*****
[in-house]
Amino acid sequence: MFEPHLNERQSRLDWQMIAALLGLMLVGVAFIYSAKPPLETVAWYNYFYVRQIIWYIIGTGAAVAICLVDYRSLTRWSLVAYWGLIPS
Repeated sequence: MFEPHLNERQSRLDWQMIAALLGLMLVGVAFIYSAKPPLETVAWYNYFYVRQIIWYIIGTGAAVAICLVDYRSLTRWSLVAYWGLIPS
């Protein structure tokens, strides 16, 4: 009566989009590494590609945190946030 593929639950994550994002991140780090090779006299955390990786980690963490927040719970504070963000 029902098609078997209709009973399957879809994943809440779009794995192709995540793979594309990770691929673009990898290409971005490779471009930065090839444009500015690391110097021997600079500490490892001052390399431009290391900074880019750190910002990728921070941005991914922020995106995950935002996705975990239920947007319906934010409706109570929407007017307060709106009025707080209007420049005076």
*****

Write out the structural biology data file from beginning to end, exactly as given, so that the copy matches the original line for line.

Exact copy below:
[in-house]
Amino acid sequence: MFEPHLNERQSRLDWQMIAALLGLMLVGVAFIYSAKPPLETVAWYNYFYVRQIIWYIIGTGAAVAICLVDYRSLTRWSLVAYWGLIPS
Repeated sequence: MFEPHLNERQSRLDWQMIAALLGLMLVGVAFIYSAKPPLETVAWYNYFYVRQIIWYIIGTGAAVAICLVDYRSLTRWSLVAYWGLIPS
């Protein structure tokens, strides 16, 4: 009566989009590494590609945190946030 593929639950994550994002991140780090090779006299955390990786980690963490927040719970504070963000 029902098609078997209709009973399957879809994943809440779009794995192709995540793979594309990770691929673009990898290409971005490779471009930065090839444009500015690391110097021997600079500490490892001052390399431009290391900074880019750190910002990728921070941005991914922020995106995950935002996705975990239920947007319906934010409706109570929407007017307060709106009025707080209007420049005076």